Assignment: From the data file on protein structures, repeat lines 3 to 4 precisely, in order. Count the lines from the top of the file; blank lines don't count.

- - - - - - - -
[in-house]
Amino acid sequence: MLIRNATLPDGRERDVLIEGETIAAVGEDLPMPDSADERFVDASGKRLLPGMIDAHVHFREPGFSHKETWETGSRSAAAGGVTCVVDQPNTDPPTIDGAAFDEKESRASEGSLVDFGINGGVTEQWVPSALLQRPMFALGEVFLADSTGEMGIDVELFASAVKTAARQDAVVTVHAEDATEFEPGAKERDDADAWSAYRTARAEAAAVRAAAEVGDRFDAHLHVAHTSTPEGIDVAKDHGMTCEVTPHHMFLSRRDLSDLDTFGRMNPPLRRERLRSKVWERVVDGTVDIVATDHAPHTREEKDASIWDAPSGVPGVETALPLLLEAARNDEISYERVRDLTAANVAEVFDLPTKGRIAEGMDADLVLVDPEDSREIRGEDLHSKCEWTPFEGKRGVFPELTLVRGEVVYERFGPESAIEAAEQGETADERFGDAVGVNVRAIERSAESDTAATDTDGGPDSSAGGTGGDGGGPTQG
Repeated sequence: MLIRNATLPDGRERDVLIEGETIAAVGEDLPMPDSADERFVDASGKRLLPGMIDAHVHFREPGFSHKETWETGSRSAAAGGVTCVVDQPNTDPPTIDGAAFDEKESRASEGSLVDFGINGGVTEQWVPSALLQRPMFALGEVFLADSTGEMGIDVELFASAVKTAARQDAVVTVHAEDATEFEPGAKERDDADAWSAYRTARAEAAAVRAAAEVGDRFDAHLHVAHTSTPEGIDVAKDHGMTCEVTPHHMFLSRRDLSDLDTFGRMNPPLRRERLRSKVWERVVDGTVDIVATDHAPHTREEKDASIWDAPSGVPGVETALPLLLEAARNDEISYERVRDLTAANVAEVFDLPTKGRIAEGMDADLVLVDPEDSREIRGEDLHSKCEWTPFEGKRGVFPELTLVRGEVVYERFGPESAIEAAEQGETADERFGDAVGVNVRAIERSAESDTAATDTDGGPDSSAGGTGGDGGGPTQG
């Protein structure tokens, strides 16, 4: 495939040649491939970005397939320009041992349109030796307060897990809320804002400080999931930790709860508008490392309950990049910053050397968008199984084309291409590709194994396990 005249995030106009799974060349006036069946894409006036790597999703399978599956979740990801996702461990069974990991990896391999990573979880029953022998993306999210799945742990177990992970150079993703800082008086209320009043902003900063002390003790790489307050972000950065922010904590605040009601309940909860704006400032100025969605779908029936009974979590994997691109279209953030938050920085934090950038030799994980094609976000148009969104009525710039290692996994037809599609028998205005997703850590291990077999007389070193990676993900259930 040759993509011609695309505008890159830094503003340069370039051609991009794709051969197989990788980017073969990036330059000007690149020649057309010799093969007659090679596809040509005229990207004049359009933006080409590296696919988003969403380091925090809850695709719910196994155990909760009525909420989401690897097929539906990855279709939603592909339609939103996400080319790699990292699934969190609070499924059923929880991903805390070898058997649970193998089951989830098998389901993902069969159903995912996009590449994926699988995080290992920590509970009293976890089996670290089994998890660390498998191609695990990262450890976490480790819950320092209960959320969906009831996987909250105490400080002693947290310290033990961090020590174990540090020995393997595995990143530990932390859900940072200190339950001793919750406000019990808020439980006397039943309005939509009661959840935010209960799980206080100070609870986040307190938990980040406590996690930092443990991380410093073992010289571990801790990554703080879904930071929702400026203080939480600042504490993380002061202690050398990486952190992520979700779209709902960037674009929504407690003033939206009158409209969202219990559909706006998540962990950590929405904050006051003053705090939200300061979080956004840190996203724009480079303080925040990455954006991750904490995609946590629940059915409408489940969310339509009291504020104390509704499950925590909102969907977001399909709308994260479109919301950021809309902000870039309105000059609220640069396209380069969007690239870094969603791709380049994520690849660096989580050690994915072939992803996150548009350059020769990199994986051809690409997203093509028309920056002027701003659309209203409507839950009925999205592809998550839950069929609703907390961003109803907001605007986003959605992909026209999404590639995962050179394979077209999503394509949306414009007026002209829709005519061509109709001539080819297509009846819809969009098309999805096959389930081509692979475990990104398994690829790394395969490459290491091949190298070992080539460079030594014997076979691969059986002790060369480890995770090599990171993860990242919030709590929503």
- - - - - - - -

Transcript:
Repeated sequence: MLIRNATLPDGRERDVLIEGETIAAVGEDLPMPDSADERFVDASGKRLLPGMIDAHVHFREPGFSHKETWETGSRSAAAGGVTCVVDQPNTDPPTIDGAAFDEKESRASEGSLVDFGINGGVTEQWVPSALLQRPMFALGEVFLADSTGEMGIDVELFASAVKTAARQDAVVTVHAEDATEFEPGAKERDDADAWSAYRTARAEAAAVRAAAEVGDRFDAHLHVAHTSTPEGIDVAKDHGMTCEVTPHHMFLSRRDLSDLDTFGRMNPPLRRERLRSKVWERVVDGTVDIVATDHAPHTREEKDASIWDAPSGVPGVETALPLLLEAARNDEISYERVRDLTAANVAEVFDLPTKGRIAEGMDADLVLVDPEDSREIRGEDLHSKCEWTPFEGKRGVFPELTLVRGEVVYERFGPESAIEAAEQGETADERFGDAVGVNVRAIERSAESDTAATDTDGGPDSSAGGTGGDGGGPTQG
């Protein structure tokens, strides 16, 4: 495939040649491939970005397939320009041992349109030796307060897990809320804002400080999931930790709860508008490392309950990049910053050397968008199984084309291409590709194994396990 005249995030106009799974060349006036069946894409006036790597999703399978599956979740990801996702461990069974990991990896391999990573979880029953022998993306999210799945742990177990992970150079993703800082008086209320009043902003900063002390003790790489307050972000950065922010904590605040009601309940909860704006400032100025969605779908029936009974979590994997691109279209953030938050920085934090950038030799994980094609976000148009969104009525710039290692996994037809599609028998205005997703850590291990077999007389070193990676993900259930 040759993509011609695309505008890159830094503003340069370039051609991009794709051969197989990788980017073969990036330059000007690149020649057309010799093969007659090679596809040509005229990207004049359009933006080409590296696919988003969403380091925090809850695709719910196994155990909760009525909420989401690897097929539906990855279709939603592909339609939103996400080319790699990292699934969190609070499924059923929880991903805390070898058997649970193998089951989830098998389901993902069969159903995912996009590449994926699988995080290992920590509970009293976890089996670290089994998890660390498998191609695990990262450890976490480790819950320092209960959320969906009831996987909250105490400080002693947290310290033990961090020590174990540090020995393997595995990143530990932390859900940072200190339950001793919750406000019990808020439980006397039943309005939509009661959840935010209960799980206080100070609870986040307190938990980040406590996690930092443990991380410093073992010289571990801790990554703080879904930071929702400026203080939480600042504490993380002061202690050398990486952190992520979700779209709902960037674009929504407690003033939206009158409209969202219990559909706006998540962990950590929405904050006051003053705090939200300061979080956004840190996203724009480079303080925040990455954006991750904490995609946590629940059915409408489940969310339509009291504020104390509704499950925590909102969907977001399909709308994260479109919301950021809309902000870039309105000059609220640069396209380069969007690239870094969603791709380049994520690849660096989580050690994915072939992803996150548009350059020769990199994986051809690409997203093509028309920056002027701003659309209203409507839950009925999205592809998550839950069929609703907390961003109803907001605007986003959605992909026209999404590639995962050179394979077209999503394509949306414009007026002209829709005519061509109709001539080819297509009846819809969009098309999805096959389930081509692979475990990104398994690829790394395969490459290491091949190298070992080539460079030594014997076979691969059986002790060369480890995770090599990171993860990242919030709590929503």